The one thing that would make miserable Detroit Tigers season worse: Losing Chris Fetter

Detroit Free Press

It has been a frustrating, ugly season for the Detroit Tigers. There have been a crazy number of injuries, a sleep-walking pathetic offense, a long list of underperforming players, painful losing streaks and sloppy losses.

It reached a new low on Wednesday — at least in terms of embarrassment and futility — when the Tigers literally gave up after the sixth inning. They were getting blown out so badly they waved the human white flag, putting infielder Harold Castro on the mound.

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In the end, the Tigers used three position players as pitchers in a 13-0 loss to the Chicago White Sox. It made sense to save pitching, even if it was ugly.

Now, there is only one way it can get worse.

If they lose pitching coach Chris Fetter, who is one of the few bright spots in this rebuild.

Fetter has been mentioned as a potential candidate to become the head baseball coach at Michigan, replacing Erik Bakich, who took the Clemson job.

“I’m not surprised that the rumors have started,” Tigers manager A.J. Hinch said Wednesday before the ugliness. “From what I understand, there’s been no contact or anything like that yet. We love Fett. He’s very talented. He can do anything at this level or certainly the college level. We have to do everything we can to keep him.”

Fetter would make a great head baseball coach at Michigan. If that is the direction Fetter wants to take his career, it would be understandable.

But the Tigers can’t afford to let Fetter go. He’s too important to this rebuild.

“Leverage it and get some more money — I’m all for that,” Tigers pitcher Tarik Skubal said. “As long as he stays here.”

While Skubal’s words were lighthearted, his message was serious.

Pay the man, Tigers.

Before he even gets tempted by Michigan.

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Double his salary. Shoot, triple it. Whatever it takes to keep him.

Make him feel loved. Make him understand what he means to this organization.

“He’s a big part of what we’re doing,” Hinch said. “He needs to coach in this area, it just needs to be with the Tigers. We want him to stay here. I have no idea what is ahead. He’s very happy here. He and I have known each other a long time. I know him really well. He’s fully focused here.”

Imagine this team with a bad pitching staff

Yes, the Tigers got shelled Wednesday.

And that it hasn’t happened more often is a testament to Fetter.

“Our pitching is the only thing that has kept us afloat,” catcher Eric Haase said. “We have taxed those guys tremendously.”

In the midst of a horrible season, the Tigers’ pitching has been solid, which is an impressive accomplishment considering they have lost so many starters to injuries. Entering Wednesday, the Tigers were 13th in baseball in team ERA (3.81) and 10th in WHIP (1.215). Much of the credit goes to Fetter, who has helped Skubal develop into the ace of the staff.

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‘He’s just a very good communicator,” Skubal said. “He also knows how to identify your strengths and your weaknesses. Great communicator, great at his job and he prepares really well. It makes you feel confident and you know what you’re doing on the mound.”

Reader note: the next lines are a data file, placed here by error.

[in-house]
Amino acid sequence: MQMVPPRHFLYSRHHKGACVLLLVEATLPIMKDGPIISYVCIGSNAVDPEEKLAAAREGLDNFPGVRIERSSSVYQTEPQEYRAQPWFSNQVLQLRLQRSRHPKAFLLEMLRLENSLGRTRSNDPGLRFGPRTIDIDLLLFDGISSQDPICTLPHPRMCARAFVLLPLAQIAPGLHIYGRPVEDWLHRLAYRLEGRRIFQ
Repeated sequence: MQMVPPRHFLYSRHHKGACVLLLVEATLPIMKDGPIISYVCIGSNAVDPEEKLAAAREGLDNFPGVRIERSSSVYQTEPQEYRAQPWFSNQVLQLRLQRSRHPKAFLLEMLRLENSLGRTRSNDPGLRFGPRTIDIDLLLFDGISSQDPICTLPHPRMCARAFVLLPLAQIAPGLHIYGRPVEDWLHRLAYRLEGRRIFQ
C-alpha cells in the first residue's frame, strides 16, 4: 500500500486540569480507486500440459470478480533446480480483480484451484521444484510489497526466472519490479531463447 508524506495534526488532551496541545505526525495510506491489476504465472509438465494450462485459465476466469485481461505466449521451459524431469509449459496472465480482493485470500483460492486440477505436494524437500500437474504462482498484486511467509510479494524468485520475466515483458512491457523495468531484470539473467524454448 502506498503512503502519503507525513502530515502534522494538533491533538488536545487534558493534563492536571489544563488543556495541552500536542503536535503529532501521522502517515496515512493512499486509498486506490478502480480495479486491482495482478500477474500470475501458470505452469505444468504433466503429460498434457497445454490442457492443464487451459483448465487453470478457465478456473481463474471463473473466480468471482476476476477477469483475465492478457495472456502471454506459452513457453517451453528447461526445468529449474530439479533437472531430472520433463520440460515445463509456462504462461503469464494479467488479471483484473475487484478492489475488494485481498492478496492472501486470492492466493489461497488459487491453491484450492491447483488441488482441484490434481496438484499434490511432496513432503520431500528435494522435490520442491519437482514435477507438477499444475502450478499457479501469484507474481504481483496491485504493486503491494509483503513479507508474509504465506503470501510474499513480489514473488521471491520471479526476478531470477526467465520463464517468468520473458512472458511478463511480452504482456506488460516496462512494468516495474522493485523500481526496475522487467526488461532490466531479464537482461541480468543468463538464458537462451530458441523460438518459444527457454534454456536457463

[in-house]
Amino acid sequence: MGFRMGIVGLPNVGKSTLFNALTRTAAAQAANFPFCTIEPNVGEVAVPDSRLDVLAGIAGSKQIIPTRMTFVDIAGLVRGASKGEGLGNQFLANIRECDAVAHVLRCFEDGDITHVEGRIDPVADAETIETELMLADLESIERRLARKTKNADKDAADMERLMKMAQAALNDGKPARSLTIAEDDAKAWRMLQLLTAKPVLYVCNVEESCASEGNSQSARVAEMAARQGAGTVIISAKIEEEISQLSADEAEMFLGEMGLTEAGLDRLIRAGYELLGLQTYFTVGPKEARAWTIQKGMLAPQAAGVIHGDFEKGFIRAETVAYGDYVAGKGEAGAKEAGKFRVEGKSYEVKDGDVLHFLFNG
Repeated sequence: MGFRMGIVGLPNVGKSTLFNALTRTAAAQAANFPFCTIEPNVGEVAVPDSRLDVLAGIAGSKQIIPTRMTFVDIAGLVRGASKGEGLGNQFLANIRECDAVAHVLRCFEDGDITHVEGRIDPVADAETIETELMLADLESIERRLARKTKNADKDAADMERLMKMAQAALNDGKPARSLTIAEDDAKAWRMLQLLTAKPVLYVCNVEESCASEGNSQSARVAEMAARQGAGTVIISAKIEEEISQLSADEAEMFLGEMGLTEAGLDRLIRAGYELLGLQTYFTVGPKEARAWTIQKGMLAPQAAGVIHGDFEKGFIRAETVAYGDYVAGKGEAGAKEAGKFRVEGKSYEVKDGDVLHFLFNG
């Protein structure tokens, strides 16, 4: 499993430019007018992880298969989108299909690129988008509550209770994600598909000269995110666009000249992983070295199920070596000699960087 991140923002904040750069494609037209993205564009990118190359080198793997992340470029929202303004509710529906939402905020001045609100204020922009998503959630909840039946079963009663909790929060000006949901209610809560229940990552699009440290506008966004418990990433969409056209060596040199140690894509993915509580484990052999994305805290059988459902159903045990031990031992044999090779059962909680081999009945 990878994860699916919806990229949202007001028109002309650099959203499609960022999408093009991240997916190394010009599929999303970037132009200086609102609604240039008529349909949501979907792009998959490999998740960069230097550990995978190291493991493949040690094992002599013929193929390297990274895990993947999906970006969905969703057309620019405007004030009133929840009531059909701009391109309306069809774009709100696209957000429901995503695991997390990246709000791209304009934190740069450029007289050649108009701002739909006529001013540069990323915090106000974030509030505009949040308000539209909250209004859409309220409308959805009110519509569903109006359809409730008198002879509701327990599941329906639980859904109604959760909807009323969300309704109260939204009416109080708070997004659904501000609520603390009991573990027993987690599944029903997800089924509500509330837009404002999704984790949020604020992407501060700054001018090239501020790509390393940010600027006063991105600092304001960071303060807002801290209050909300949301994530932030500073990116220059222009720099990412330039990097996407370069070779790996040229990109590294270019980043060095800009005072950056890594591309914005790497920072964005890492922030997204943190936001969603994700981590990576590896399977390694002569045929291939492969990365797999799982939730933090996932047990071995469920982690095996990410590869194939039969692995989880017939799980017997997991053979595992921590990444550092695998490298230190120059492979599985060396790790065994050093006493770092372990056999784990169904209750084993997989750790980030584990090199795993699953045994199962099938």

Fetter is helping young pitchers develop and teaching the old guys some new tricks.

“He takes everything to the next level, about why this works and why this doesn’t work,” Michael Fulmer said. “He’s taught us a lot of things that we didn’t know we needed to know.”

A return on investment

Whatever the Tigers pay Fetter, it will save money in the long run.

The average MLB pitcher is making $2.7 million, according to Spotrac. The average starting pitcher is making $5 million. Those are massive investments for any team.

And here you have a guy who is quickly developing a track record of making pitchers better?

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In an organization where most of this rebuild has been built around pitching?

That makes Fetter invaluable to this organization. The Tigers have more young pitchers coming down the pike, pitchers who need to be tutored by Fetter.

“He takes in everything and tries to simplify everything,” Fulmer said. “He gives us charts, he gives us words to read in scouting reports and how and why this guy doesn’t hit this pitch or why this guy does hit this pitch. But he does it for every single player.”

Say what you will about the Tigers, Hinch has a knack for hiring great coaches. Coaches who are desired by others. Third base coach Chip Hale went to Arizona and assistant hitting coach Jose Cruz Jr. to Rice.

“I’m not losing another coach right now,” Hinch said. “It’s going down a path of, like, Fett’s in a good spot if he’s sitting right next to me. He’s completely happy. I appreciate everybody’s interest in him, but that’s all I know.”

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Fetter’s work with the bullpen?

A pure master class.

“They do a great job of always putting our guys in a position to have success,” Skubal said. “It’s the way they manage the bullpen. It’s like you watch the game and you’re like, ‘Oh, yeah, this matchup is perfect.’”

Part of that is Hinch, of course. And part is Fetter. Clearly, they work well together.

And the Tigers can’t afford to lose either one.

Contact Jeff Seidel: Follow him on Twitter @seideljeff.

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